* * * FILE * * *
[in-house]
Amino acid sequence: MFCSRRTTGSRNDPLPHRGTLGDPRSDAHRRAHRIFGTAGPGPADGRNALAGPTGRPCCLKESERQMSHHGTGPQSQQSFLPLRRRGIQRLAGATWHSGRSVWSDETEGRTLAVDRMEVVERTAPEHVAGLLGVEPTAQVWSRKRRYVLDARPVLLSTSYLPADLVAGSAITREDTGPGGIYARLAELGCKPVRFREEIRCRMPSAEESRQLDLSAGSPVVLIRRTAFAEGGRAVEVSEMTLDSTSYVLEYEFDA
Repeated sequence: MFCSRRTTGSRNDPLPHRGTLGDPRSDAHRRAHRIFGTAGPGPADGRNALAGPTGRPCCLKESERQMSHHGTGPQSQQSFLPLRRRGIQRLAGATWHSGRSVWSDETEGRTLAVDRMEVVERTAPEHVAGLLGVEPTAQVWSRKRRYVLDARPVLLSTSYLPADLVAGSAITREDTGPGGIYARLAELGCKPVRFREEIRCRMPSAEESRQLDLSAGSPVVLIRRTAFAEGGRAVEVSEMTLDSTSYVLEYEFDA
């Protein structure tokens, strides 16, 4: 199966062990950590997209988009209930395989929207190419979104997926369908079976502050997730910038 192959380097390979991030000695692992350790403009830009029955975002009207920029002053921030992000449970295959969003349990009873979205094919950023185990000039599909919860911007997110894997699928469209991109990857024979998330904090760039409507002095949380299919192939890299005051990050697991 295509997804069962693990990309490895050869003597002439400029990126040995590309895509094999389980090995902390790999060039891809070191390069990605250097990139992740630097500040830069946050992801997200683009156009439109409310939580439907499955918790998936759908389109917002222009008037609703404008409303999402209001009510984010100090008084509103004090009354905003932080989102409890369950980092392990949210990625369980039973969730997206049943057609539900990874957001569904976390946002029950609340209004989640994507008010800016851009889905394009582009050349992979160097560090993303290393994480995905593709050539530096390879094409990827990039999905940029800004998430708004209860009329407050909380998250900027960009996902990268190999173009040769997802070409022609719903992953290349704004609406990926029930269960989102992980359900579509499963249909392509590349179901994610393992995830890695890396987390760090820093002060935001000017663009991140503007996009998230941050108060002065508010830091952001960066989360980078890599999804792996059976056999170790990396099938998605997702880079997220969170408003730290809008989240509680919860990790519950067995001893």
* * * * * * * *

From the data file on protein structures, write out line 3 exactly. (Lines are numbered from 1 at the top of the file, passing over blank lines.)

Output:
Repeated sequence: MFCSRRTTGSRNDPLPHRGTLGDPRSDAHRRAHRIFGTAGPGPADGRNALAGPTGRPCCLKESERQMSHHGTGPQSQQSFLPLRRRGIQRLAGATWHSGRSVWSDETEGRTLAVDRMEVVERTAPEHVAGLLGVEPTAQVWSRKRRYVLDARPVLLSTSYLPADLVAGSAITREDTGPGGIYARLAELGCKPVRFREEIRCRMPSAEESRQLDLSAGSPVVLIRRTAFAEGGRAVEVSEMTLDSTSYVLEYEFDA